The fact that America is historically a protectionist nation—epitomized, though not limited to, Henry Clay's American System conceived in contrast with the British system of free trade—is utterly foreign to them, beyond their comprehension. The historical reasons why this has changed, the arguments, unstated assumptions and historical forces involved—all this is terra incognita to them. In fact, as Thomas Ferguson argued in "Golden Rule: The Investment Theory of Party Competition and the Logic of Money-Driven Political Systems," the New Deal Democratic coalition was based on donor blocks that were distinctly internationalist in their orientation, which at that time made them much less antagonistic to labor interests, which constituted a far smaller share of their costs. Much has changed since then, but all the political dynamics involved remain utterly opaque to a press corps rapt in its savvy fantasy of a transcendent understanding of how things work.

All of which makes them particularly incapable of grappling with what's now happening in Democratic Party politics. One thing that's striking is that Hillary Clinton has seemed far more willing to admit past mistakes than her GOP presidential rivals, or President Obama—sometimes openly, sometimes not so much.  Her socially conservative stances around LBGT issues are now completely gone, despite the troubling background questions that remain; she's evolved on driver's licenses for undocumented immigrants, and now promises to be more ambitious than Obama in supporting immigrant rights; her recent call for an end to the era of mass incarceration reflects a process that's been underway for some time with her; and Huffington Post recently judged her "philosophically supportive of all 13 of the principles" in New York City Mayor Bill de Blasio's "Progressive Agenda to Combat Income Inequality.” None of this means that Bernie Sanders should stop running for president, or that progressives more generally should relax. To the contrary—it's an indication of just how much impact years of activism have had, and how much more such activism is needed in the future.

Clinton's stance of openness to rethinking where she's been in the past can certainly be cast as opportunistic pandering, just as Jeb Bush's knee-jerk defense of the Iraq War may have been, given the sporadic war cries of his immediate rivals.  Obama's campaign statements criticizing “free trade” agreements were certainly no indication of what policies he would pursue once in office. So all such promises deserve to be viewed with some degree of skepticism. Yet, it's also possible to spend too much energy arguing over how much a candidate is pandering, and pay too little attention to the substance and the political context involved.  In particular, Clinton's substantive moves to the left are concrete evidence of the difference made by years of grass-roots activist organizing—and all the more reason for such organizing to continue.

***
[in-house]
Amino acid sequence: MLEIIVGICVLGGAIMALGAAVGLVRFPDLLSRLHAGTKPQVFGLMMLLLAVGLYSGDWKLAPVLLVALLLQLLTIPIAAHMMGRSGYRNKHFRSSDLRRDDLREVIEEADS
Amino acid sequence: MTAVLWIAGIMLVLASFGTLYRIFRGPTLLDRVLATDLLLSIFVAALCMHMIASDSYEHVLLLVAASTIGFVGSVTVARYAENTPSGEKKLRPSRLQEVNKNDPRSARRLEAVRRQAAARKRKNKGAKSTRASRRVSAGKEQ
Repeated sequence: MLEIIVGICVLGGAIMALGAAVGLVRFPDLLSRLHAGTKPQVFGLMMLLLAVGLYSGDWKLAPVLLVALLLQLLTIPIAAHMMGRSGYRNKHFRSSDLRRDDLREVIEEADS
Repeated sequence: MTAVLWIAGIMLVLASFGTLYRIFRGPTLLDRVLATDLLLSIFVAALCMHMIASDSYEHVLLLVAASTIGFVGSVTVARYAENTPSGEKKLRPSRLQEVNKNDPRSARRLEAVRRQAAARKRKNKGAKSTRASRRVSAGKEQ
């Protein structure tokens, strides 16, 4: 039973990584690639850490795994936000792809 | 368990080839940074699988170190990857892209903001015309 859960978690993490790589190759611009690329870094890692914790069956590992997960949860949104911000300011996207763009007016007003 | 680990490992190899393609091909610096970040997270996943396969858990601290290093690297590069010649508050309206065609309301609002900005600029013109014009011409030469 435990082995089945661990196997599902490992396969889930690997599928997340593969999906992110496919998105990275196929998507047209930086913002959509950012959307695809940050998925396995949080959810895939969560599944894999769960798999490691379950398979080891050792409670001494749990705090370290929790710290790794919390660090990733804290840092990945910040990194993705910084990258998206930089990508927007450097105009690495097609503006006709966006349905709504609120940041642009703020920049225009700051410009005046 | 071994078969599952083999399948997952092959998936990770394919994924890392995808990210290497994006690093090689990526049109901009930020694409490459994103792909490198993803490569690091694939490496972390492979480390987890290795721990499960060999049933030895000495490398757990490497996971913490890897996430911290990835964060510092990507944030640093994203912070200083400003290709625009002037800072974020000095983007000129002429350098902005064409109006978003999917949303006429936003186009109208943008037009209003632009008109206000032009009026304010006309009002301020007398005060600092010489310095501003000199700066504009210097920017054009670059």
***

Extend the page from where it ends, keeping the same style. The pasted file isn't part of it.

Bernie Sanders' issue-driven challenge to Clinton ought to be seen in the same light. Sanders spent decades running for office in Vermont, building his base from the low single digits. He's devoted his lifetime to altering the issue landscape, which has been the foundation for his eventual political success in Vermont. It's not a new concept, but it is a neglected one on the national stage, which Sanders is breathing new life into. The argument over what issues should matter and why is the most basic argument there is in politics, from which all other arguments and answers flow. Sanders' willingness to engage in it represents the extreme opposite of the unwillingness to reconsider past mistakes exemplified by Bush's remarks on invading Iraq, and Obama's remarks on trade.

There is a reason why voter suppression efforts have gained such prominence with Republicans in recent years: Their hold on power depends on it. But energizing voters to overcome such suppression is a far more complicated task. One has to engage with issues that touch their lives, and do so convincingly. One has to give them a reason to believe that things can be different, if we work energetically to change them.

In 2008, Barack Obama won the White House in large part by convincing folks he represented such change, but it was largely, as Naomi Klein pointed out in November 2009, a matter of branding in the same fashion that leading corporations had mastered in the 1990s:

A large part what I write about in "No Logo" is the absorption of these political movements into the world of marketing. And, you know, the first time I saw the "Yes, We Can" video that was produced by, my first thought was, you know, "Wow. A politician has finally produced an ad as good as Nike that plays on our, sort of, faded memories of a more idealistic era, but, yet, doesn't quite say anything." We think we hear the message we want to hear, but if you really parse it, the promises aren't there, it's really the emotions.

And, you know, I think that that explains in some sense the paralysis in progressive movements in the United States where we think, Obama stands for something because we-our emotions were activated on these issues, but we don't really have much to hold him to because, in fact, if you look at what he said during the campaign, like any good super brand, like any good marketer, he made sure not to promise too much, so that he couldn't be held to it.

Because it was branding, it proved particularly ephemeral, as the midterms of 2010 and 2014 showed. It's taken a long time, years of struggle, disappointment and rededication on the ground, but we're finally at the point where the fruits of those vague promises, tended by hardworking activists on the ground, are starting to manifest in a profusion of new forms. The work they've done has to be honored and respected. Unsettling work, challenging settled ways. Hard questions have to be asked—and answered—in the days ahead, if we're to find our way forward, beyond endlessly repeating the failed policies of the past. Those who would lead us need to first prove they can follow the arguments the people have raised. Do they even know what the pertinent questions are? That's where the real candidate questions should begin.

By Paul Rosenberg

Paul Rosenberg is a California-based writer/activist, senior editor for Random Lengths News, and a columnist for Al Jazeera English. Follow him on Twitter at @PaulHRosenberg.